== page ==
Singapore skyline
Singapore's downtown skyline, along the Singapore River, at night. Alan Huffman

Indian workers are the happiest employees in Asia, according to the Randstad's World of Work Report, a survey conducted by the Dutch-based recruiting firm Randstad Group, while Singaporeans -- residents of one of the wealthiest states in the world -- are the unhappiest.

Randstad’s study determined that despite its high income and advanced society, Singapore is facing rising social discontent due to climbing consumer prices and competition from an influx of foreign workers. Moreover, its professional workers feel burdened by a hostile, or “unsuitable,” corporate culture, difficult supervisors and increasing demands from their companies. Almost two-thirds (64 percent) of Singaporean workers plan to quit their jobs over the next 12 months, while another 23 percent said they felt unmotivated.

In India, however, 70 percent of workers said they felt “challenged, motivated and mentored” in their jobs, the survey noted. India’s high ranking elicited reactions ranging from disbelief to pride from readers of the Times of India newspaper. “Amit Choudhary” sarcastically pointed out that Indian workers are probably “happy” because they don’t have to do too much on the job. “No surprise, with archaic labour laws, the [workers] can avoid work, strike or do anything they want & get away with it,” Amit wrote. “Most accidents happen in industries due to workers' fault, but it's the management which is held guilty.”

But “K. P. S. Pillai” took the results as a ringing endorsement for the ruling Congress Party facing re-election later this year. “People in India are happy, that is why Congress is always winning; [in the] coming elections also Congress will be back in power,” Pillai declared. Someone named Taz Mania from the tech hub city of Bangalore, stated, perhaps with tongue in cheek: “We are a happy lot, despite all the corruption that is going all around us.”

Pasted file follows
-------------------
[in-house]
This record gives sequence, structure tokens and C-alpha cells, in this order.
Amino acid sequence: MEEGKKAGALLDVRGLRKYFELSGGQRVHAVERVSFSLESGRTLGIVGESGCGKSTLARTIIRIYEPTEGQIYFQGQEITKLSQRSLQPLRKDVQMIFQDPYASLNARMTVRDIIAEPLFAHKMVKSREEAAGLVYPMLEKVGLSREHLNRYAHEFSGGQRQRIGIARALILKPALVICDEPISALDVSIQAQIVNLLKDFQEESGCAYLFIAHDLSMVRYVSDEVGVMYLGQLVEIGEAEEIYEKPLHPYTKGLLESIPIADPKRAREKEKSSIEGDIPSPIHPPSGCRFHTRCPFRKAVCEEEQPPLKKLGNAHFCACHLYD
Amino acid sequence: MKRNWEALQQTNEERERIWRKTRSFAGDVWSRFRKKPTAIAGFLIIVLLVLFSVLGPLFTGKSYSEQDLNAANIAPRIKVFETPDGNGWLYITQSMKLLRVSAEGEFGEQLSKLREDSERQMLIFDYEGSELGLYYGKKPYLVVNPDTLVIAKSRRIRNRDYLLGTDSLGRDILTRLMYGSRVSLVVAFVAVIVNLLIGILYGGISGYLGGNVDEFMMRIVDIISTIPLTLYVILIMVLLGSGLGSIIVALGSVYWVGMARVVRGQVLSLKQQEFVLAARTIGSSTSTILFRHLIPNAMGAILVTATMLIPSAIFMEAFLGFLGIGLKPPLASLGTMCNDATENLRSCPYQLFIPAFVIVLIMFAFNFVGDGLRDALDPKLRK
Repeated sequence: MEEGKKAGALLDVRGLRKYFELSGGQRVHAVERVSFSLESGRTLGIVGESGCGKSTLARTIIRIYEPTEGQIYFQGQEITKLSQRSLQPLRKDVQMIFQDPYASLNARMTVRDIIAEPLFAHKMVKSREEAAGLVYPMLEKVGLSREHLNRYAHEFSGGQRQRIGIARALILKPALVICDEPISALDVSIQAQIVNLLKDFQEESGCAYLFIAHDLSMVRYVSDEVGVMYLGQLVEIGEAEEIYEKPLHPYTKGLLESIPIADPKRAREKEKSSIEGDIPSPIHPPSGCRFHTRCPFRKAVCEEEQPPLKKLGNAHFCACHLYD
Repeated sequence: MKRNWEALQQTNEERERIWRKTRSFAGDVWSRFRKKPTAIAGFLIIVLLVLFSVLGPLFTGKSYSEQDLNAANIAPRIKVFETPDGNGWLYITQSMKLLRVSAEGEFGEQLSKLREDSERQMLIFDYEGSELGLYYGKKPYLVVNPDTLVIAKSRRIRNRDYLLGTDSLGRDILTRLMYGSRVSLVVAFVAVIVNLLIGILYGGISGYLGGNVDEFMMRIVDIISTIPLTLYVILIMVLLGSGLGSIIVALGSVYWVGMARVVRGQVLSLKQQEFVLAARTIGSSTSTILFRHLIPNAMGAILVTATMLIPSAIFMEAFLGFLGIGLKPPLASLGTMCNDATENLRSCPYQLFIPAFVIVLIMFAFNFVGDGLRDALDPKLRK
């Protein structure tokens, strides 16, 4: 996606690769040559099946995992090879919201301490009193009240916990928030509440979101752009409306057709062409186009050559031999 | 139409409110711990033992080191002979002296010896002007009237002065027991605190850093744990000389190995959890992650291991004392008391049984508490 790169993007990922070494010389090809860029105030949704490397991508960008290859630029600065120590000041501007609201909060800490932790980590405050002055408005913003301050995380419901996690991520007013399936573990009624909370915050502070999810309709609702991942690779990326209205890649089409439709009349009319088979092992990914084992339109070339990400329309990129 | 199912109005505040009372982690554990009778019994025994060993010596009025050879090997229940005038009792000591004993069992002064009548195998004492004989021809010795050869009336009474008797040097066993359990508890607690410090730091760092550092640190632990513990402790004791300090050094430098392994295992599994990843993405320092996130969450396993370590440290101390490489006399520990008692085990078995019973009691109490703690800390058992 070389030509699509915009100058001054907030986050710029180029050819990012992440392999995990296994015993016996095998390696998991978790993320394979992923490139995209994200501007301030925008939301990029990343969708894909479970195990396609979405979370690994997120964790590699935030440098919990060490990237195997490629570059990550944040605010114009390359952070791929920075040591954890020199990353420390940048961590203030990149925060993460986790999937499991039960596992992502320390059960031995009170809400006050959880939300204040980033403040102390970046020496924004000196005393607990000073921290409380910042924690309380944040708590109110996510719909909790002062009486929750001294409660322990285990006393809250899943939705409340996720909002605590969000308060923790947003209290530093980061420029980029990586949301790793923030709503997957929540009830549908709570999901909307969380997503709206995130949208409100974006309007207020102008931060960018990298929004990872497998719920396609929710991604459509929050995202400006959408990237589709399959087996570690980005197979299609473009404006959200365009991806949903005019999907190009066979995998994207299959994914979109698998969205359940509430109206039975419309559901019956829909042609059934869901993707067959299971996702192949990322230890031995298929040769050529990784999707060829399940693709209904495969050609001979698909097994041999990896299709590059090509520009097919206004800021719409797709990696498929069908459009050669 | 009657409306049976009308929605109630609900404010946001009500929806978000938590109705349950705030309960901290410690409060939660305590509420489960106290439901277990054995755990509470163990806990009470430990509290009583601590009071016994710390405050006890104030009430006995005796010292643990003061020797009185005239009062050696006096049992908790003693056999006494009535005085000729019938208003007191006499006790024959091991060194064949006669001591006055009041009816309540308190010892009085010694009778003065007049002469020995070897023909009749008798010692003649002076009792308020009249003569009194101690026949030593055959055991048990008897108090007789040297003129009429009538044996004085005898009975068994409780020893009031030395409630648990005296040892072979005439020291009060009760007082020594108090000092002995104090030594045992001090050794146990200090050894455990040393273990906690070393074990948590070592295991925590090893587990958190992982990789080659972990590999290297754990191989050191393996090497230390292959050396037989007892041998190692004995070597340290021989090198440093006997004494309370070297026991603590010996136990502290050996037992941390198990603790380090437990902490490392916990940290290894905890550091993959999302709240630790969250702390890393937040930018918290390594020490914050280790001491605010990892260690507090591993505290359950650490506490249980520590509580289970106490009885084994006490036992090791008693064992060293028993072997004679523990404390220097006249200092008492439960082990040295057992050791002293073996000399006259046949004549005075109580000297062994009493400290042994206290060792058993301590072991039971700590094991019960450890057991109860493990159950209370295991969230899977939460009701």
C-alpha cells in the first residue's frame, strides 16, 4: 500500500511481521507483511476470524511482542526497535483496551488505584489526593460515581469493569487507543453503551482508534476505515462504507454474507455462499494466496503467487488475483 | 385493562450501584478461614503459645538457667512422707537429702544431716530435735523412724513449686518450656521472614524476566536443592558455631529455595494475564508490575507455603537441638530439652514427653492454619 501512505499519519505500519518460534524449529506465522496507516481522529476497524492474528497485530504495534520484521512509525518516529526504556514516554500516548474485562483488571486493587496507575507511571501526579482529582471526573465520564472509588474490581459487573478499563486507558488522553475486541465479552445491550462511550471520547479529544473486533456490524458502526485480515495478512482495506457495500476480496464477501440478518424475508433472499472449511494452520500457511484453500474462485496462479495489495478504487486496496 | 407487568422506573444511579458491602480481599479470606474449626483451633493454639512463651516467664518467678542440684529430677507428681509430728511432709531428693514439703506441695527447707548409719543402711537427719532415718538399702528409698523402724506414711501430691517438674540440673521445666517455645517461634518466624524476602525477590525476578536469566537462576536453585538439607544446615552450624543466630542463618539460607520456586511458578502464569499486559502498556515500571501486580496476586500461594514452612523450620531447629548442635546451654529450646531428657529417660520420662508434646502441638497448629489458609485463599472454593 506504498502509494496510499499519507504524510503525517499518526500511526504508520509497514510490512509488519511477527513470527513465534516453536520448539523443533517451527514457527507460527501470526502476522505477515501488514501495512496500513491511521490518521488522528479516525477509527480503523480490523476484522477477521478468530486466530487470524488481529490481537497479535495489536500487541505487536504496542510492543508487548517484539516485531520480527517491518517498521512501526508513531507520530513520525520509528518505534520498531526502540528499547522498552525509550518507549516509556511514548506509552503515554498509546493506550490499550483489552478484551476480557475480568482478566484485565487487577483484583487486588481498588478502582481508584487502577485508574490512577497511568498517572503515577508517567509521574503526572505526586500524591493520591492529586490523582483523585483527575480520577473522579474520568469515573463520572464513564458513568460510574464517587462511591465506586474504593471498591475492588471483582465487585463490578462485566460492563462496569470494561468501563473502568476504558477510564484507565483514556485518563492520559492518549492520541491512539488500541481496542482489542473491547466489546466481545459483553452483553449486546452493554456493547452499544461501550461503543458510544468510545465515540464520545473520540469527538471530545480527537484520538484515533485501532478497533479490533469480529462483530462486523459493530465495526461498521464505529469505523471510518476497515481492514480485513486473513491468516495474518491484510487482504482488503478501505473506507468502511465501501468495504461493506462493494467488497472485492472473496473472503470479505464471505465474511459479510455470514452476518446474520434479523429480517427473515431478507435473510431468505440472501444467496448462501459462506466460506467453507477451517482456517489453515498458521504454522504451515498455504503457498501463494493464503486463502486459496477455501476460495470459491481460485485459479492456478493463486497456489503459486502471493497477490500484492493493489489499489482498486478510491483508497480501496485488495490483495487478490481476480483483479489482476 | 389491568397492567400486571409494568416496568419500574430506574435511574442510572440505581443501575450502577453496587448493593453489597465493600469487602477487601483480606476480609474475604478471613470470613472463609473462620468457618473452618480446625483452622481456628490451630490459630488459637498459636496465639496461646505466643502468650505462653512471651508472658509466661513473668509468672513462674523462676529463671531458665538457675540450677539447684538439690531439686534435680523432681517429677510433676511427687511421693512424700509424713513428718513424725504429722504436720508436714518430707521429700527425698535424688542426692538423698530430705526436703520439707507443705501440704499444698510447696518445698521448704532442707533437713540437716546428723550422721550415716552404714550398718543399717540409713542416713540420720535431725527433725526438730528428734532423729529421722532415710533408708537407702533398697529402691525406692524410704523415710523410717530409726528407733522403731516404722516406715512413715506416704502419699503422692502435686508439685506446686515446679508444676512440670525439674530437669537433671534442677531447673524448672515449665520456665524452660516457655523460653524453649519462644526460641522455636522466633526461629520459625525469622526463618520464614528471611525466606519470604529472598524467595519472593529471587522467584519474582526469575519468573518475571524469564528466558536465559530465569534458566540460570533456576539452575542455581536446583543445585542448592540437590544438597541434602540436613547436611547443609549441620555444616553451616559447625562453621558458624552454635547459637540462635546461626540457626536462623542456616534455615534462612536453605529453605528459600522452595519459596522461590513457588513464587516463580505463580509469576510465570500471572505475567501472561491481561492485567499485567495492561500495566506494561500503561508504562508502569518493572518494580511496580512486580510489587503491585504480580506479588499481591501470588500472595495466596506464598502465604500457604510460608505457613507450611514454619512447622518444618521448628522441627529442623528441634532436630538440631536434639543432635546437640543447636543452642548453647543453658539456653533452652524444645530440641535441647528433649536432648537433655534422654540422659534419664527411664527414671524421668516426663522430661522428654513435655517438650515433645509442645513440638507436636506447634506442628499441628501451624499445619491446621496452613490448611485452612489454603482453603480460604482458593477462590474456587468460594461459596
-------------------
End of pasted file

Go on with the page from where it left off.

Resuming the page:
But another commenter denounced the Randstad study as bogus. “This is a big lie,” the person wrote. “Indians rioted in Singapore, in Malaysia, in Moscow, in Germany. Indians are the most disliked and unhappiest, trouble makers.”

As for Singapore, not only are its workers dissatisfied but so are its people, in a more general sense. A poll conducted in 2011 by Gallup revealed that Singaporeans are not only the unhappiest people on the planet, but also the most unemotional. The public in the wealthy superstate even ranked lower than residents of poverty-stricken or war-torn nations like Iraq, Yemen, Afghanistan and Haiti. In that poll, Gallup asked respondents in 148 countries about having “positive emotions” – in Singapore, less than half (46 percent) said they had a happy experience in the previous few days. (In the happiest country on earth according to this poll, Panama, 90 percent enjoyed positive emotions.) In 2012, a subsequent Gallup poll showed that the happiness index in Singapore improved a bit.

Daniel Wong, a learning and personal development expert and certified youth counselor, addressed the issue of Singaporean mental states on Yahoo. “Anyone who lives here knows that Singapore has issues it needs to tackle: cost of living, job creation, education, public transportation, and immigration policy, just to name a few,” he wrote. “Unhappy Singaporeans claim that it’s precisely because of these issues that they’re unhappy.” Wong suggested that Singaporeans need to adjust their values and expectations in order to become happier.

A blogger on The explained why his countrymen and women are so down in the dumps, despite their high incomes and sophistication. “Singapore’s [low] ranking just goes to show that wealth certainly does not mean happiness,” the blogger wrote. “How can you feel happy when you are only just getting by but at the same time you see others in your country earning millions and living the high life? There are many people in Singapore who are struggling to get by but at the same time, Singapore has the nickname ‘playground’ for the rich.” The blogger further noted that Singaporeans work longer hours than anyone else in the world, meaning that many citizens cannot enjoy a good night's sleep or be well rested. “This obviously has an impact on moods and the ability to work well,” he said.

“Another factor which contributes to Singapore’s unhappiness is the level of stress and the feeling that without working, we ‘cannot make it’ in the future. We need to work for our retirement and we need to work to pay for our children’s healthcare, education, living expenses and our houses. Without working and saving, we will not be able to survive. This is the mentality that drives stress in Singapore and certainly does not lead to a happy life.”